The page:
IoT Security and Common Criteria Framework

Roland Atoui
Illustration: © IoT For All

The Internet of Things (IoT) has entered the home. As cloud technology continues to expand its market reach, cloud-based applications are starting to make waves in the consumer market. Today, numerous mobile phones, desktops, and TV applications equipped with IoT capabilities are available to purchase. Combined with a robust market of industry-specific platforms already in use, it’s clear the future of digital integration into everyday life will come from IoT developments.

However, the development and implementation of IoT-based products is anything but a risk-free zone. Plenty of risks abound, especially in terms of security. The more people using IoT devices, there needs to be a clearly defined accreditation process in place to ensure the quality of products and a surveillance protection policy is in place.

With a robust security infrastructure in place, hacking and other forms of cybercrime can be prevented. Given these pressing concerns, the certification process for IoT products must be water-tight and efficient.

Setting standards and norms is difficult in every industry, as it requires a set of objective standards and strong third-party intervention. In IoT, security framework is particularly challenging because so few standards have been set.

The Common Criteria Framework

The Common Criteria framework for achieving security certification has been inherited from traditional IT security assurance. CC is an international standard for certifying IT security, though an exhaustive verification process which is defined on a case-by-case basis. There are seven security assurance levels in total.

In traditional IT such as firewalls, switches, and routers, new products are subject to Common Criteria (CC) evaluation. Under CC, companies can list the security functional requirements (SFRs) within a security target. Since every product can be designed differently, and new products are always being developed, Protection Profiles (PPs) have been created for common products (like a firewall system, for instance).

PPs act as a benchmark in terms of quality and security for the product. That means that if a company wants to introduce new security features to a firewall, they can use the PP of a standard product to compare their new offering against. Once validated by a third party, a certificate is given out by national governments and recognized by the global community.

This is the framework traditional IT and cloud companies must work through to gain security accreditation for any new products, or new product updates. Although it is a tedious system, it does provide strong third-party security standards.

Smart TVs and CC Framework

It is only within the last few years that IoT companies have been passing through the CC framework successfully. In 2016, Samsung achieved an Evaluated Assurance Level (EAL) 1 for their Smart TV. Then in April of 2017, LG took a step further and achieved an EAL 2 for their Smart TV product. The company published a study detailing its certification process, and here are two important takeaways:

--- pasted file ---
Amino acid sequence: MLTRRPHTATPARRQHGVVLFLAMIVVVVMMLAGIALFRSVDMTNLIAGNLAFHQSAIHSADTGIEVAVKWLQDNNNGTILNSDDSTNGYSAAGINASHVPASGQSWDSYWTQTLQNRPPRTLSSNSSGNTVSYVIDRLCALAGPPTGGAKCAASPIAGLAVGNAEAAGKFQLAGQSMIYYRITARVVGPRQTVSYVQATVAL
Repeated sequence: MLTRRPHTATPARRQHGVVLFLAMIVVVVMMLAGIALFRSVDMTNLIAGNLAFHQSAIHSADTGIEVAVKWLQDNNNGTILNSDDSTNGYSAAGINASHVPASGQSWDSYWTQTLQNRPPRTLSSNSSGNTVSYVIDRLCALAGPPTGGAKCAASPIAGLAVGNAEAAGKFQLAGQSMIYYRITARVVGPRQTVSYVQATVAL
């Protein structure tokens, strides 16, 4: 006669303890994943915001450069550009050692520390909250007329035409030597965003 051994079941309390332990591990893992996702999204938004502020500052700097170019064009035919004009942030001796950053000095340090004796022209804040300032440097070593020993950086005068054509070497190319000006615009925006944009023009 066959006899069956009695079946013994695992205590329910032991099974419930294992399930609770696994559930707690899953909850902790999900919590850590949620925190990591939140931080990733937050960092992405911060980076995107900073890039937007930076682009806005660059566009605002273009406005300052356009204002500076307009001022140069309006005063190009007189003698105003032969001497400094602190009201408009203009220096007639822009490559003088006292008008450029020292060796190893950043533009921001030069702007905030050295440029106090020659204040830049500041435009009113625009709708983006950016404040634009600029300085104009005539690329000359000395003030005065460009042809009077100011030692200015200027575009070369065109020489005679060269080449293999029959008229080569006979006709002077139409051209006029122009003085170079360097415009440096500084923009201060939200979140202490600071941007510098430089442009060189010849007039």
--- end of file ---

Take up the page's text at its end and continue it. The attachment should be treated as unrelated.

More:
The Certification Process

In order to achieve a level 2 rating, LG has to ensure the Smart TV back-end operates smoothly and has strong security built-in.

Step 1: Operational Capacity

It’s the company’s responsibility to show with adequate proof that their product is resistant to malware or external attack. LG put the software underlying Smart TV through a series of tests to show its operational capacity.

Step 2: Security Requirements

In the absence of PPs for the Smart TV, LG created security targets based on similar PPs, for kernel, mobile device, Digital Rights Management (DRM), and the application of Smart TV.

The security standards achieved by LG are more thorough than any other IoT product sold on the market to date.​


In achieving EAL 2 status, LG has both designed an internal IoT security assurance framework CC-ready and demonstrated that CC is one of the best available certification processes to increase the security and reliability of IoT products. Indeed, if tailored to IoT technical and commercial constraints as supported by specialized security labs, CC is the only existing certification framework that is recognized in many countries worldwide, provides flexible assurance levels, covers a large scope of IT/IoT product types, and finally delivers formal and objective results. Although it remains relatively a costly and time-consuming process, it is still the best choice for some specific products and markets and LG has shown it is very much delivering a strong value.

Roland Atoui
Roland Atoui
Roland Atoui is an expert in cybersecurity and the Internet of Things (IoT) having recognized achievements working for companies such as Gemalto and Oracle with a background in both research and industry. From smart cards to smartphones to IoT tec...
Roland Atoui is an expert in cybersecurity and the Internet of Things (IoT) having recognized achievements working for companies such as Gemalto and Oracle with a background in both research and industry. From smart cards to smartphones to IoT tec...